Review Summary: A very solid industrial album suffering from some repetitivity and simplistic guitar work but offering a lot of enjoyable noises, shouts, beats, growling and synths.2 of 2 thought this review was well written
When KMFDM released “Attack” in 2002, the band had stopped its activity for several years, since “Adios” in 1999. Sascha Konietzko, Lucia Cifarelli and Tim Sköld had released an album together under the name of MDFMK and decided to go back to KMFDM without En Esch and Gunter Schulz who were already absent from “Adios”, for the worst.
As a come back album, “Attack” had to redefine the band’s sound and approach. Even more, after a somewhat inconsistent album like “Adios”. MDFMK followers could also wonder what it meant to change the band’s name when all the members were to stay. The only important alteration in the band’s crew being the presence of Raymond Watts doing the vocals on three songs.
The album start is quite puzzling, after a 22s sample of “boots”, a song they had released some months ago, the track shifts to an electronic noise that takes the listener to a heavy introducing guitar riff (nicely accompanied with another electronic noise). But after two measures, the riff slows down and makes the sound of a melting cheese in a Tex Avery cartoon. The song won’t go back to it. There, it is hard not to wonder when the album is actually going to start. Sasha Konietzko kicks in with his raucous and deep voice on what seems to be a verse. Soon after Lucia joins him and then replace him for some… erm until the rest of the song. As an opener, and for a person who has never heard any KMFDM or MDFMK, “Attak/Reload” is quite puzzling. Personnaly, in 2002 I listened to New-metal a lot and was accustomed to really aggressive but very accessible openers. Attack/reload is meant to be an in-your-face track but according to KMFDM’s standards at the time and they were not Slipknot’s, Ill-nino’s or Spineshank’s which makes the song sound a bit feeble at the beginning. Still, it is a great song, Lucia’s voice changes all the time from seducing to aggressive and dominating. Electronic sounds and beats prevail but some harsh guitar riffs support the song for the chorus and some other moments.
It is not taking a risk to say that, after listening to this song, it is hard to imagine what’s going to come next. And that’s the feeling that will stay until the end of the album. The first four songs have different singers, respectively: Lucia Cifarelli, Tim Sköld, Raymond Watts, Sasha Konietzko. In all, Lucia sings on five tracks, Sasha on four, Raymond on three, Tim on four. When you have never heard any of them before, it takes time to get accustomed to an album which has eleven songs sung by the four of them.
Moreover, not only the number of different singers is puzzling, but the number of style tackled is too. Each song really has a strong identity on this album. The seducing and aggressive “Attack/Reload” stands as the only track of the album in which Lucia is truly aggressiv. “Superhero” is an awfully lot more poppy song and “Sleep” is noisy/industrial bits sticked to extremely quiet ones and it works well. On “Risen”, Sasha and Tim share spoken anthemic lyrics like orators would use to raise a crowd accompanied with guitars and a memorable electronic sample. “Sturm & Drang” could be paired with “Skurk”, as they both mix strong guitars, electronic sounds and Sköld vocals for an explosive alchemy. Same thing for “Dirty” and “Preach and Pervert” but with Watts. “Yohoho” sounds like an interlude or an industrial influenced elevator song. But it is quite agreable, it goes nowhere but never stops being good. “Save me” is a very emotionnaly driven industrial song with a wonderful main guitar riff. Sköld singing here is quite appropriate. And “Urban Monkey Warfare”, is mainly Sasha singing an industrial background before a catchy guitar riff comes and destroys everything on its path.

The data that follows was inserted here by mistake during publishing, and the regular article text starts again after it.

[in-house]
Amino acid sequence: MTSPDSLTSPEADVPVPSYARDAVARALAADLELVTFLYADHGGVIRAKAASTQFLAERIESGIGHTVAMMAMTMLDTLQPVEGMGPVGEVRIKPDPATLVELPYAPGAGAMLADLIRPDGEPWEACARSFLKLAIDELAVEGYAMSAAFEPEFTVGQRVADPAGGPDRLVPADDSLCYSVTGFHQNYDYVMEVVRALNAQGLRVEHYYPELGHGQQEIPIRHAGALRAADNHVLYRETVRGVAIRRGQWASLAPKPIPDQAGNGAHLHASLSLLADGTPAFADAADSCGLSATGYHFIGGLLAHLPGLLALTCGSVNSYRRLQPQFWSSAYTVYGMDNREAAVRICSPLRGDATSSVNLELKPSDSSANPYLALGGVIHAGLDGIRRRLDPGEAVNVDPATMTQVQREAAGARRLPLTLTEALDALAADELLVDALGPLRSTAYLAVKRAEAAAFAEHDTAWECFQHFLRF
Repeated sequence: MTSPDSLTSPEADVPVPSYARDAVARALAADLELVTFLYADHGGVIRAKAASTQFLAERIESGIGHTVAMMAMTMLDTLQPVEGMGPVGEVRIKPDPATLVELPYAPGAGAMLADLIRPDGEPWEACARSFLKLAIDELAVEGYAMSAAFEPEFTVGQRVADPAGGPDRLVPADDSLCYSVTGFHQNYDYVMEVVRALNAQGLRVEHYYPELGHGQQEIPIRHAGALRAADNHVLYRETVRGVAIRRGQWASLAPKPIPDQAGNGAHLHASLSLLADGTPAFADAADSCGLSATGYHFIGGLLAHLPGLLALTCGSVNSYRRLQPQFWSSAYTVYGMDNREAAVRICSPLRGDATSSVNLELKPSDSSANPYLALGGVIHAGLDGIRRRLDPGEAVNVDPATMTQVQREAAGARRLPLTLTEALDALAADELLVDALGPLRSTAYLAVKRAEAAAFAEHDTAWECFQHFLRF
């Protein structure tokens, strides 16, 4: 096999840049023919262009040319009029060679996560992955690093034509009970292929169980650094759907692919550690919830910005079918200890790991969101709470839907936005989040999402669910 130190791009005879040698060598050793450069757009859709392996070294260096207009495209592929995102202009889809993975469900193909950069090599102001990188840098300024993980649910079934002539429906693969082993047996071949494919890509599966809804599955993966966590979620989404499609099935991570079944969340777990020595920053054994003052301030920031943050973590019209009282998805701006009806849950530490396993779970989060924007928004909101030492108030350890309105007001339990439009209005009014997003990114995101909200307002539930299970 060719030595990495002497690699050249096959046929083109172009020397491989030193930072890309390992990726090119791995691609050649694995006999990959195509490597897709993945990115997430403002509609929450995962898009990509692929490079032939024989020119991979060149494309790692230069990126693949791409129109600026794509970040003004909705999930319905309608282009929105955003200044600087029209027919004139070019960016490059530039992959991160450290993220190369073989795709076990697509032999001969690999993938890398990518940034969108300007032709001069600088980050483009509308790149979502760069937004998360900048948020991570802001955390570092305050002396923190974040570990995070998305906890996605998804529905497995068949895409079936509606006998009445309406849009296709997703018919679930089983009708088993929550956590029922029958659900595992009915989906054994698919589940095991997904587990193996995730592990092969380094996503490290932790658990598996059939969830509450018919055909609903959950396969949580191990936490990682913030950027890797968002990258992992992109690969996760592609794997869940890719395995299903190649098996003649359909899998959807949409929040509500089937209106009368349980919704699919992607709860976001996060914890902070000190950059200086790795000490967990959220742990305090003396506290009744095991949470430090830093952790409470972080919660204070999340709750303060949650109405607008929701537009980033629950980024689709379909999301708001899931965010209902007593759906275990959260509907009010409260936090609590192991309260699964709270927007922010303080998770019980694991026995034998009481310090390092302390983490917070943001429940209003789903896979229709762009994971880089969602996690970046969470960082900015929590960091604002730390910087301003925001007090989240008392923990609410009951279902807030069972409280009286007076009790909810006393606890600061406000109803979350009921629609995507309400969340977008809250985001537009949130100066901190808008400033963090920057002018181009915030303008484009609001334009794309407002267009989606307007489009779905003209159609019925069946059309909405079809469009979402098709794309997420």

Sadly, all the riffs on the album are not that catchy or that memorable. Most of them are good and work perfectly but the simplicity of their arrangements prevents them from being the main attraction (which should be the electronic part anyway) and tend to make them a bit boring sometimes. Along with that, some songs suffer from repetition. “Dirty’s chorus is “Diiiiiiiiiirty” repeated endlessly, “Sturm & Drang’s chorus is “Sturm und drang” repeated four times. Sounds boring, yes, it is. Also, it takes time to be able to cope with the number of occurrences of the band’s name throughout the album. But, these defects tend to water down.
With all its variety, “Attack”’s strength lie in its coherence and general sound. Most songs are good (Superhero being the only skipable track) and the whole is better than each part listened on its own. There is no classic KMFDM track on this album, no Ultra, no Juke Joint Jezebel, no Tohuvabohu, no Drug Against War but the average quality is high. Even the weakest tracks are spared unlistenable moment and contain some original and enjoyable material. And that’s one of the very good side of “Attack”, although there is no perfect track, there are many memorable moments and riffs and sounds which will surprise you and which will make you slowly realize that you appreciate the album a lot more than you thought you did.
Urban Monkey Warfare: 4/5
Save Me: 4/5
Sturm und Drang: 3.5/5
Preach and Pervert: 3.5/5